A Texas parole violator was executed Wednesday for beating and using kitchen tools to kill a 67-year-old woman in her Lubbock apartment.

"I love you all. May the Lord be with you. Peace. I'm done," Michael Rosales said in his brief, final statement.

Three of his brothers were among the witnesses at the injection. No friends or relatives of his victim were present.

Rosales was pronounced dead at 6:17 p.m., eight minutes after the lethal drugs began to flow.

Rosales, 35, confessed to the 1997 slaying of Mary Felder a day after her body was found by her grandson, who routinely checked on her. Rosales told police he was high on cocaine and looking for money when he broke into her home as she slept. She was attacked when she woke up.

Rosales was the 13th Texas prisoner executed this year in the nation's most active capital punishment state.

About 90 minutes before Rosales was scheduled to be taken to the death chamber, the U.S. Supreme Court rejected appeals to delay the lethal injection so Rosales could have more time to assemble a state clemency petition and press claims he may be mentally retarded and therefore ineligible for execution.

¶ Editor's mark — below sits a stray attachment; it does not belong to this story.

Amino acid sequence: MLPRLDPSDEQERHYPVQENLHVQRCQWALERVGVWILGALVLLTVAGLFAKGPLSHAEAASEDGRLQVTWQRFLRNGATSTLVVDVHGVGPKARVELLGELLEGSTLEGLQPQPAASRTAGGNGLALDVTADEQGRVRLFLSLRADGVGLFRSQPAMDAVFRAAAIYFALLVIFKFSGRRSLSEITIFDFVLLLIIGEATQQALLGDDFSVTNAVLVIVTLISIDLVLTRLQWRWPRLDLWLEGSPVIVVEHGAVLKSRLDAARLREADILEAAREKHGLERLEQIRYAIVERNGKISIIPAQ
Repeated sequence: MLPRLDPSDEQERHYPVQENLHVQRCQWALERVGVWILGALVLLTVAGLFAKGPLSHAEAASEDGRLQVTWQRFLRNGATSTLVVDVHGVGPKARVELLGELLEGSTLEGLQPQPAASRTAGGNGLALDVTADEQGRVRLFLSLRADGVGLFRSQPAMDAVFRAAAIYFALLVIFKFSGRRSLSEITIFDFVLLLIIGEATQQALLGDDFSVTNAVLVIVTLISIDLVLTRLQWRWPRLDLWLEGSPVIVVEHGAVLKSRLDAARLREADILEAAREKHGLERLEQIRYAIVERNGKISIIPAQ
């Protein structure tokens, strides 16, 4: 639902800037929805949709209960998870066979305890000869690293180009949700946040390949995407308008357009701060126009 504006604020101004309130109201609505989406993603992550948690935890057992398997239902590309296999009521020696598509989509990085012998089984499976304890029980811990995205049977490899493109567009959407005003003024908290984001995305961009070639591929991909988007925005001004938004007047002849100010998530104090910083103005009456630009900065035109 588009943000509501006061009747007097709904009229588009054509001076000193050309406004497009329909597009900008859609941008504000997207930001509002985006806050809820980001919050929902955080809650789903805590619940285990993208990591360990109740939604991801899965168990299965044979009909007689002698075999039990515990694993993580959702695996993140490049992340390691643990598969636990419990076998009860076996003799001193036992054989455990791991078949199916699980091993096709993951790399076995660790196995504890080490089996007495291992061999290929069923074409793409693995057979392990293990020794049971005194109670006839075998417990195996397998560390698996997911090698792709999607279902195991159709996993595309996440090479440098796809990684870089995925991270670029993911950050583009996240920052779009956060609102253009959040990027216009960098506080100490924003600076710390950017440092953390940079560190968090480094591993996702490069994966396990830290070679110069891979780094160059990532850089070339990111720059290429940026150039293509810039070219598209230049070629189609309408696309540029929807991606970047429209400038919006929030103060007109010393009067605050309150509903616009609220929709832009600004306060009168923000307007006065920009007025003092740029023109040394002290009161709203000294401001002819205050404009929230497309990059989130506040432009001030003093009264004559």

Prosecutors argued that deadlines for clemency petitions had passed and that the mental retardation issue already had been reviewed and rejected by the appeals courts, including a federal appeals court which in 2004 had stopped Rosales' then-scheduled execution.

Felder, a grandmotherly presence in the neighborhood where she was known lovingly as "Miss Mary," was pummeled and stabbed with a two-pronged fork and a steak knife. Records show she had 113 wounds, including some from needle-nose pliers.

A Lubbock jury that convicted Rosales of capital murder deliberated about two hours before deciding he should die.